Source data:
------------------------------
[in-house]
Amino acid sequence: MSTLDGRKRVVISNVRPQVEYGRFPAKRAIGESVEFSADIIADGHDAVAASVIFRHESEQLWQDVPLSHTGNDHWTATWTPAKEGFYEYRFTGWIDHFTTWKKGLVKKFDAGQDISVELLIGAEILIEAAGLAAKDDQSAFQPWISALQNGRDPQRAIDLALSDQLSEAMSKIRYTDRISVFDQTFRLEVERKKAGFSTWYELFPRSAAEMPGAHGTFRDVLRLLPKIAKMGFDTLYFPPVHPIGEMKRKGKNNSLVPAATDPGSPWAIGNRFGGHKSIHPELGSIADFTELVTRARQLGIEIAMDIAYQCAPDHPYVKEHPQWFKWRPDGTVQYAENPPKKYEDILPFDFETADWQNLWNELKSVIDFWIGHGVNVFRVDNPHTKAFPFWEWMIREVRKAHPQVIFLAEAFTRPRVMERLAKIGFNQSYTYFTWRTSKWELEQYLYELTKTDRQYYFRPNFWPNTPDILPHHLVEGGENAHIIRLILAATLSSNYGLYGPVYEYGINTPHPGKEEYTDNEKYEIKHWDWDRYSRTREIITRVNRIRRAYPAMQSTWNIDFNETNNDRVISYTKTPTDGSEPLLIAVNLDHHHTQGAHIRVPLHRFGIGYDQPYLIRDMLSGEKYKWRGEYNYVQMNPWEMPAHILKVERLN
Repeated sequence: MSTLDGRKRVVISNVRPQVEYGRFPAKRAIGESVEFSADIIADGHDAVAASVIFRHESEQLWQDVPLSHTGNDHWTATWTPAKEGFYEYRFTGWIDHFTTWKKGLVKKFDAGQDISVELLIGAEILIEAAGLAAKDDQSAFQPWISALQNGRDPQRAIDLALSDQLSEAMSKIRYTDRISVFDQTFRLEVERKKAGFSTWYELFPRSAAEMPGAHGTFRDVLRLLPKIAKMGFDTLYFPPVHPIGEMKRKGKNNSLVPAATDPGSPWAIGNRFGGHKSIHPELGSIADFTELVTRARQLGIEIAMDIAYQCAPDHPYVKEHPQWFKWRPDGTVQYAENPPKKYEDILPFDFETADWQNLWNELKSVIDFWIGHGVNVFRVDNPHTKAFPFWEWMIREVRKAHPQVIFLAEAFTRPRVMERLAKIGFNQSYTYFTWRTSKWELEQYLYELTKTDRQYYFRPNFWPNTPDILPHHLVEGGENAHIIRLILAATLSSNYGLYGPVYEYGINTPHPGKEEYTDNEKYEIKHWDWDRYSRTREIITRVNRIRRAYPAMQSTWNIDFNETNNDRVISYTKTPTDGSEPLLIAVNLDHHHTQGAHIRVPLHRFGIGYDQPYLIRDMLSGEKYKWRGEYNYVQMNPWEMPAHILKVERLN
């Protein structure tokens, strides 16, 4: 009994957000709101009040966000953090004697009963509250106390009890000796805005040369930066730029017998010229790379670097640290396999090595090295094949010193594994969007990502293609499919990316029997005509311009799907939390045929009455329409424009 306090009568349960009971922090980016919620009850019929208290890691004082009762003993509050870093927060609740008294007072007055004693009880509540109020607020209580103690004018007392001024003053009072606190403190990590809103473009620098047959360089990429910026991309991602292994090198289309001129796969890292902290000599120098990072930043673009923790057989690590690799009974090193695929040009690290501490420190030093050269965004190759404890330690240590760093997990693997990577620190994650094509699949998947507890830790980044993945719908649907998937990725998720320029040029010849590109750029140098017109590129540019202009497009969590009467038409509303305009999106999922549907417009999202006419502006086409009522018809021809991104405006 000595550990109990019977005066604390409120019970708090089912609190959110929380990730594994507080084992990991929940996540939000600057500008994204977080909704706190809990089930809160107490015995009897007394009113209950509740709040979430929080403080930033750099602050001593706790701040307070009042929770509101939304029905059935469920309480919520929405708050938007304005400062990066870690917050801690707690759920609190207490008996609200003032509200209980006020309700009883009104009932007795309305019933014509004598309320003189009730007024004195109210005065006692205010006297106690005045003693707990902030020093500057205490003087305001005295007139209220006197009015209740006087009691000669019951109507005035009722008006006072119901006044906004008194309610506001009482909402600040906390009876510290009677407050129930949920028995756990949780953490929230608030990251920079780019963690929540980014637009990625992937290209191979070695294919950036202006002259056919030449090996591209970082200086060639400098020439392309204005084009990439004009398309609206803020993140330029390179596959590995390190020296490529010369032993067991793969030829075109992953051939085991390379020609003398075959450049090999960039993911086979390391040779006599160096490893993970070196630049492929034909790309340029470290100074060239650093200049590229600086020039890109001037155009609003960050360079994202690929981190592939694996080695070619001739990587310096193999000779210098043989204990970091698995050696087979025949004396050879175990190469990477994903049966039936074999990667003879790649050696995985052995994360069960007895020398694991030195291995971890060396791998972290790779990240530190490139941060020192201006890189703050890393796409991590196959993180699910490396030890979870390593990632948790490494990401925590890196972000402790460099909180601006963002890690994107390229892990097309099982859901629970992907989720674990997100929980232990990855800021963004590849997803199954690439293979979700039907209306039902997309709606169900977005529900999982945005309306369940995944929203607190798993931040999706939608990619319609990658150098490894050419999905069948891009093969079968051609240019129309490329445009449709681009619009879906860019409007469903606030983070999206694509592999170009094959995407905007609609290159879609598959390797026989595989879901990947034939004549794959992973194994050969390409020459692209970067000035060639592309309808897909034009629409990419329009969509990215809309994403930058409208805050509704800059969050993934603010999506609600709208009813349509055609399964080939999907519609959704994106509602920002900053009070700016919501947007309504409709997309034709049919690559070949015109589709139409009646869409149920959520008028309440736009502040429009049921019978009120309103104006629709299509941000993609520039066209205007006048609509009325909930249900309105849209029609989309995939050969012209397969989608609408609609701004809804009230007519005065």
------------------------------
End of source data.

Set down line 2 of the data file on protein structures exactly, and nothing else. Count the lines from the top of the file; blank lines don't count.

Amino acid sequence: MSTLDGRKRVVISNVRPQVEYGRFPAKRAIGESVEFSADIIADGHDAVAASVIFRHESEQLWQDVPLSHTGNDHWTATWTPAKEGFYEYRFTGWIDHFTTWKKGLVKKFDAGQDISVELLIGAEILIEAAGLAAKDDQSAFQPWISALQNGRDPQRAIDLALSDQLSEAMSKIRYTDRISVFDQTFRLEVERKKAGFSTWYELFPRSAAEMPGAHGTFRDVLRLLPKIAKMGFDTLYFPPVHPIGEMKRKGKNNSLVPAATDPGSPWAIGNRFGGHKSIHPELGSIADFTELVTRARQLGIEIAMDIAYQCAPDHPYVKEHPQWFKWRPDGTVQYAENPPKKYEDILPFDFETADWQNLWNELKSVIDFWIGHGVNVFRVDNPHTKAFPFWEWMIREVRKAHPQVIFLAEAFTRPRVMERLAKIGFNQSYTYFTWRTSKWELEQYLYELTKTDRQYYFRPNFWPNTPDILPHHLVEGGENAHIIRLILAATLSSNYGLYGPVYEYGINTPHPGKEEYTDNEKYEIKHWDWDRYSRTREIITRVNRIRRAYPAMQSTWNIDFNETNNDRVISYTKTPTDGSEPLLIAVNLDHHHTQGAHIRVPLHRFGIGYDQPYLIRDMLSGEKYKWRGEYNYVQMNPWEMPAHILKVERLN